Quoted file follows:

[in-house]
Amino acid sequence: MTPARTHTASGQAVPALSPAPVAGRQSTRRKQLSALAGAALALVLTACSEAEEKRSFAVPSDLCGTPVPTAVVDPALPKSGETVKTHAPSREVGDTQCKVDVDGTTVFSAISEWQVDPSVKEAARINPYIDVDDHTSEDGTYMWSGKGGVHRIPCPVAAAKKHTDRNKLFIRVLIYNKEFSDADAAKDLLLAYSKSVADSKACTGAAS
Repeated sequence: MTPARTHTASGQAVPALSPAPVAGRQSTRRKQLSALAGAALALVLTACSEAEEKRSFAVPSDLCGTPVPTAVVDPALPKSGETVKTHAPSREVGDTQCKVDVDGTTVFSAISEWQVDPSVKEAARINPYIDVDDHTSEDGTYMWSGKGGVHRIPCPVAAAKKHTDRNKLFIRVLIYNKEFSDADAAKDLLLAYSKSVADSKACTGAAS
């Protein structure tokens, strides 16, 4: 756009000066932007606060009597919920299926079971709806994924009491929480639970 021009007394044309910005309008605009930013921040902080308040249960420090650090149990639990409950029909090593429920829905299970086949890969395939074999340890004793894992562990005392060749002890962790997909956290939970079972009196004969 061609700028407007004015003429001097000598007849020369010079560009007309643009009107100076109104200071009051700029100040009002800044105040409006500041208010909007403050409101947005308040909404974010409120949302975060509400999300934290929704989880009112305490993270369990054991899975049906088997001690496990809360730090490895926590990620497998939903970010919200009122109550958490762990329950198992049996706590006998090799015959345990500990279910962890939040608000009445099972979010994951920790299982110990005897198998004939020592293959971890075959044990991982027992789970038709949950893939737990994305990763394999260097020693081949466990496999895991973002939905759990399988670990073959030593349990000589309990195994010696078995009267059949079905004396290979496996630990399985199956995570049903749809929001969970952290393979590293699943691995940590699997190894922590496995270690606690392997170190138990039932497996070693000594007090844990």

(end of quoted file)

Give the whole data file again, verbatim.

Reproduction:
[in-house]
Amino acid sequence: MTPARTHTASGQAVPALSPAPVAGRQSTRRKQLSALAGAALALVLTACSEAEEKRSFAVPSDLCGTPVPTAVVDPALPKSGETVKTHAPSREVGDTQCKVDVDGTTVFSAISEWQVDPSVKEAARINPYIDVDDHTSEDGTYMWSGKGGVHRIPCPVAAAKKHTDRNKLFIRVLIYNKEFSDADAAKDLLLAYSKSVADSKACTGAAS
Repeated sequence: MTPARTHTASGQAVPALSPAPVAGRQSTRRKQLSALAGAALALVLTACSEAEEKRSFAVPSDLCGTPVPTAVVDPALPKSGETVKTHAPSREVGDTQCKVDVDGTTVFSAISEWQVDPSVKEAARINPYIDVDDHTSEDGTYMWSGKGGVHRIPCPVAAAKKHTDRNKLFIRVLIYNKEFSDADAAKDLLLAYSKSVADSKACTGAAS
């Protein structure tokens, strides 16, 4: 756009000066932007606060009597919920299926079971709806994924009491929480639970 021009007394044309910005309008605009930013921040902080308040249960420090650090149990639990409950029909090593429920829905299970086949890969395939074999340890004793894992562990005392060749002890962790997909956290939970079972009196004969 061609700028407007004015003429001097000598007849020369010079560009007309643009009107100076109104200071009051700029100040009002800044105040409006500041208010909007403050409101947005308040909404974010409120949302975060509400999300934290929704989880009112305490993270369990054991899975049906088997001690496990809360730090490895926590990620497998939903970010919200009122109550958490762990329950198992049996706590006998090799015959345990500990279910962890939040608000009445099972979010994951920790299982110990005897198998004939020592293959971890075959044990991982027992789970038709949950893939737990994305990763394999260097020693081949466990496999895991973002939905759990399988670990073959030593349990000589309990195994010696078995009267059949079905004396290979496996630990399985199956995570049903749809929001969970952290393979590293699943691995940590699997190894922590496995270690606690392997170190138990039932497996070693000594007090844990």